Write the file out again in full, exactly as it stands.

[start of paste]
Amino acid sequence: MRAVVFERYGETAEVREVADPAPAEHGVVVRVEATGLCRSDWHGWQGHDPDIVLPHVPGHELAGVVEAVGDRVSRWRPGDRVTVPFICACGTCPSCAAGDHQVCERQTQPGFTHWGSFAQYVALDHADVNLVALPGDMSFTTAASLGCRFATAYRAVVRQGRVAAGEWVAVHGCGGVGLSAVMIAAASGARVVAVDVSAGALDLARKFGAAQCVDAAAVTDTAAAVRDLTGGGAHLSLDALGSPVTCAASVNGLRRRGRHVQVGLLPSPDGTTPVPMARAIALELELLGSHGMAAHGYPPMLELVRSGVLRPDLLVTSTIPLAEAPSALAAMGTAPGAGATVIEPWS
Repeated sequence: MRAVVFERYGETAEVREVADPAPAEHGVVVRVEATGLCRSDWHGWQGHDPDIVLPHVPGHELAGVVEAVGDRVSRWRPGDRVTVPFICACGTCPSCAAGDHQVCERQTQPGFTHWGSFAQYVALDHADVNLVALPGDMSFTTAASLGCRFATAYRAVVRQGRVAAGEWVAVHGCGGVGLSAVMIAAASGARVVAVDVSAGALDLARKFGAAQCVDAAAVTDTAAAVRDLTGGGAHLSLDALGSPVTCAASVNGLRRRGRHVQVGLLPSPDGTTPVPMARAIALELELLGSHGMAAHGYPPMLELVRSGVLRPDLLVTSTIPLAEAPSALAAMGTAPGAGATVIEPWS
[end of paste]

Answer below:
Amino acid sequence: MRAVVFERYGETAEVREVADPAPAEHGVVVRVEATGLCRSDWHGWQGHDPDIVLPHVPGHELAGVVEAVGDRVSRWRPGDRVTVPFICACGTCPSCAAGDHQVCERQTQPGFTHWGSFAQYVALDHADVNLVALPGDMSFTTAASLGCRFATAYRAVVRQGRVAAGEWVAVHGCGGVGLSAVMIAAASGARVVAVDVSAGALDLARKFGAAQCVDAAAVTDTAAAVRDLTGGGAHLSLDALGSPVTCAASVNGLRRRGRHVQVGLLPSPDGTTPVPMARAIALELELLGSHGMAAHGYPPMLELVRSGVLRPDLLVTSTIPLAEAPSALAAMGTAPGAGATVIEPWS
Repeated sequence: MRAVVFERYGETAEVREVADPAPAEHGVVVRVEATGLCRSDWHGWQGHDPDIVLPHVPGHELAGVVEAVGDRVSRWRPGDRVTVPFICACGTCPSCAAGDHQVCERQTQPGFTHWGSFAQYVALDHADVNLVALPGDMSFTTAASLGCRFATAYRAVVRQGRVAAGEWVAVHGCGGVGLSAVMIAAASGARVVAVDVSAGALDLARKFGAAQCVDAAAVTDTAAAVRDLTGGGAHLSLDALGSPVTCAASVNGLRRRGRHVQVGLLPSPDGTTPVPMARAIALELELLGSHGMAAHGYPPMLELVRSGVLRPDLLVTSTIPLAEAPSALAAMGTAPGAGATVIEPWS